So, RBH does it differently. It is deeply anchored into the life of the Rochdale. One could say – compared to many other housing providers – that it has a pre-eminent efficient governance form and operational approach. It serves as an anchor to a good society in Rochdale.
Building local economies
RBH, as a significant employer and purchaser, can build local economic strength. This is reflected in just over £5m being spent by employees in the Rochdale economy. It is also uniquely placed to tackle social hardship as it can act and collaborate with a wide range of other stakeholders from a range of sectors (public, social and commercial). In this it facilitates, actions and brokers deals. It is a trusted doer and connector to a whole range of local and Greater Manchester organisations.
Its purchasing strategy is one in which it proactively contracts with local businesses and local social and community enterprises. Local benefit is not just a policy, it is a practice. RBH regularly engages with – and encourages – local businesses and social enterprises, and make it easy for them to bid for contracts and work.
The results speak for themselves.
In 2015, RBH spent £59m procuring goods and services in 2015. Of this, it spent almost £27m with enterprises within Rochdale, and over £21m with suppliers based in neighbourhoods in the most deprived 10% nationally. Through this, RBH practises what it preaches. It acts as a good citizen.
As an anchor RBH cajoles and expects social benefits to be a feature of the organisations it works with. For instance, it expects its suppliers to provide apprenticeships, employment, and social benefits beyond the provision of a good or a service. And it has instilled this into all procurement activities. It lives social value and benefits: for each procurement exercise undertaken by the organisation, 5% is assigned to social value, as a minimum, with many exceeding this.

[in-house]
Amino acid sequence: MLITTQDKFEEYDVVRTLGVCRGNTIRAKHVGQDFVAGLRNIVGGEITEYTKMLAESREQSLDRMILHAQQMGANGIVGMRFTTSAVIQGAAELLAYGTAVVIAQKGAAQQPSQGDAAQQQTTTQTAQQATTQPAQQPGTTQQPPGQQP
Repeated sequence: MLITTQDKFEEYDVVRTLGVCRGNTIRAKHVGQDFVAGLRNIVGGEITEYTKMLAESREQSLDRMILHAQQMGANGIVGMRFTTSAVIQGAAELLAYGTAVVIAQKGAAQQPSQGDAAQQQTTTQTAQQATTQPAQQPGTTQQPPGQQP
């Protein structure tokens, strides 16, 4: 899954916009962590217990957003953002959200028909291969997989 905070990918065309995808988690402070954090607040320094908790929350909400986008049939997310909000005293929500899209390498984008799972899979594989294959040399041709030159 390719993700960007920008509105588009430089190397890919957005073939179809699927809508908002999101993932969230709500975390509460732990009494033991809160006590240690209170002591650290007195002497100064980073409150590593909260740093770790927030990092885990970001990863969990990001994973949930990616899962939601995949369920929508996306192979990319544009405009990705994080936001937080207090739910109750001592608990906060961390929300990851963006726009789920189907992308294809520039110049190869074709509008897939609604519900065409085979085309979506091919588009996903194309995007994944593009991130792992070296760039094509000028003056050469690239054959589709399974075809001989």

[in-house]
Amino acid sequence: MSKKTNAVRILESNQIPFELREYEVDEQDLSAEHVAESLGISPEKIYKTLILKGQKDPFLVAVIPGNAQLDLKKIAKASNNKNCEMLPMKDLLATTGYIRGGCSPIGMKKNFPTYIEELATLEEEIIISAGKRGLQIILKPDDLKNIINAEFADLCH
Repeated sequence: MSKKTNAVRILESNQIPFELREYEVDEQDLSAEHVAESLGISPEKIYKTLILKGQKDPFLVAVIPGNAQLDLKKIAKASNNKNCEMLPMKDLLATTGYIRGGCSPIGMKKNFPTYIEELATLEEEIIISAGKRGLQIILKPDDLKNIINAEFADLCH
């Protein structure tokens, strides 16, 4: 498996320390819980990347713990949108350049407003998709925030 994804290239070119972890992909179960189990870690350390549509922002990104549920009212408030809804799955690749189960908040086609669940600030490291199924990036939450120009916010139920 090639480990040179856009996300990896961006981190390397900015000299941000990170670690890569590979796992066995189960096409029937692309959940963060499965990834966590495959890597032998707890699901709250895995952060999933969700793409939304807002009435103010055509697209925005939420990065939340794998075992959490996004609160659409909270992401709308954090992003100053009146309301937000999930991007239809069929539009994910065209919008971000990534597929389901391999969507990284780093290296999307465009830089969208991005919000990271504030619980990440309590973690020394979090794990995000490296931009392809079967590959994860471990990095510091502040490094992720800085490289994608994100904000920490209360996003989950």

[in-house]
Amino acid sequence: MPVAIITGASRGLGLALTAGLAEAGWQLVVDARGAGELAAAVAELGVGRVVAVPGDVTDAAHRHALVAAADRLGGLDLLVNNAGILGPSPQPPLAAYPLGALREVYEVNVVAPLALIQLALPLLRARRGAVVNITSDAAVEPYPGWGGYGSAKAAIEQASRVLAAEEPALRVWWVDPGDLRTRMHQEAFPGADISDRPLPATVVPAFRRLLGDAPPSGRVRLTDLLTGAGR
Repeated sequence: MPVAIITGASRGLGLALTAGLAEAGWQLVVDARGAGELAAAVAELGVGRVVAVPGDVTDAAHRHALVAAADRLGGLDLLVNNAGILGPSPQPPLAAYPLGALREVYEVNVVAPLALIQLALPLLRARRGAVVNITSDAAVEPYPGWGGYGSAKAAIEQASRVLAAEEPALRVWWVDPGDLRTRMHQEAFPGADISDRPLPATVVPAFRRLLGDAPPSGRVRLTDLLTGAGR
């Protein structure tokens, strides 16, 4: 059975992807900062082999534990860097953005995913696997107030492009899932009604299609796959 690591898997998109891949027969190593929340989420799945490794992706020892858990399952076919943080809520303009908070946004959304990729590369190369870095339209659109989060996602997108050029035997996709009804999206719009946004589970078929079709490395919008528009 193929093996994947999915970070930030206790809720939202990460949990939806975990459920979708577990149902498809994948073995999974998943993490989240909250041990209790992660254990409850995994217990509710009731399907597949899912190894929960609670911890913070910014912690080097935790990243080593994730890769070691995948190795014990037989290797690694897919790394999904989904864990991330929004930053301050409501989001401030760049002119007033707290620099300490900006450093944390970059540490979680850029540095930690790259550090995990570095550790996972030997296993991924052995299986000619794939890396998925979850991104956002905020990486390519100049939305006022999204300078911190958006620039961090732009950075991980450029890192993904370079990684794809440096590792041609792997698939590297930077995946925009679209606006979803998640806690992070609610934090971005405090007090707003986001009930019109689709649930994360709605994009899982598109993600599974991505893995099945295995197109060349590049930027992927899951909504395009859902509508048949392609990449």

In terms of procurement, supply chains and employee activity, RBH is playing an effective anchor role and is meeting its objectives as a mutual in this regard. How money is spent locally, on local employees, is of crucial importance.
RBH is involved in a range of activities which accrue social impact, which it has rapidly developed over the last four years. This includes its wider investment programme, involving delivering home improvements and supporting a range of local business and employment strategies including: apprenticeships, work placements and wider employability programme activities. It also runs a range of community wellbeing programmes, including health, digital inclusion and community cohesion activities and work with schools and young people.
Moving forward, it is seeking to deepen its relationship with public and social bodies, including a new concordat with Rochdale Borough Council. This is an agreement which clarifies and develops joint priorities and increases the potential for sharing and the deepening of working relationships. This is reflective of how RBH values strategic relationships and is important in ‘upping the ante’ in the wider social role it plays within the borough.
RBH then, is not your average social housing provider. Its mutual status and operational culture mean that it does things differently. It can and does harness financial, economic, social and human capital and assets for wider social and economic gain. This reflects a growing need across the country to create deeper and stronger connections and collaboration between providers, tenants, communities, other public sector providers and the local economy.